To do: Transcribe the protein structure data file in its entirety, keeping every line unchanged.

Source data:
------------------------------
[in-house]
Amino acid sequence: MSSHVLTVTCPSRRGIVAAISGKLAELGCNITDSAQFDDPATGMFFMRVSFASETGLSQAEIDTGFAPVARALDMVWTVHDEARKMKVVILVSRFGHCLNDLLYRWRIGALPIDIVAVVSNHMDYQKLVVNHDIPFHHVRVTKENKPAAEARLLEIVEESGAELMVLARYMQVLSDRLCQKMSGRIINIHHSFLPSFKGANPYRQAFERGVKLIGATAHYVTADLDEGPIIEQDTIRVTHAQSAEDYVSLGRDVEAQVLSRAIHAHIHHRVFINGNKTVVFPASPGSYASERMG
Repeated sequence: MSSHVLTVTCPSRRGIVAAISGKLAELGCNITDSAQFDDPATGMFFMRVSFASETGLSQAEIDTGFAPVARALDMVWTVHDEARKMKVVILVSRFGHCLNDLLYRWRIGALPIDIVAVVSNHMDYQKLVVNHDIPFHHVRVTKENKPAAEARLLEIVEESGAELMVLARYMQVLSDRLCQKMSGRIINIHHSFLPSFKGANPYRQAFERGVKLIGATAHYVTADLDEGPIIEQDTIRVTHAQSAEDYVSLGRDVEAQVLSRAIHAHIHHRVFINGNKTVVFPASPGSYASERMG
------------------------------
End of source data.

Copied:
[in-house]
Amino acid sequence: MSSHVLTVTCPSRRGIVAAISGKLAELGCNITDSAQFDDPATGMFFMRVSFASETGLSQAEIDTGFAPVARALDMVWTVHDEARKMKVVILVSRFGHCLNDLLYRWRIGALPIDIVAVVSNHMDYQKLVVNHDIPFHHVRVTKENKPAAEARLLEIVEESGAELMVLARYMQVLSDRLCQKMSGRIINIHHSFLPSFKGANPYRQAFERGVKLIGATAHYVTADLDEGPIIEQDTIRVTHAQSAEDYVSLGRDVEAQVLSRAIHAHIHHRVFINGNKTVVFPASPGSYASERMG
Repeated sequence: MSSHVLTVTCPSRRGIVAAISGKLAELGCNITDSAQFDDPATGMFFMRVSFASETGLSQAEIDTGFAPVARALDMVWTVHDEARKMKVVILVSRFGHCLNDLLYRWRIGALPIDIVAVVSNHMDYQKLVVNHDIPFHHVRVTKENKPAAEARLLEIVEESGAELMVLARYMQVLSDRLCQKMSGRIINIHHSFLPSFKGANPYRQAFERGVKLIGATAHYVTADLDEGPIIEQDTIRVTHAQSAEDYVSLGRDVEAQVLSRAIHAHIHHRVFINGNKTVVFPASPGSYASERMG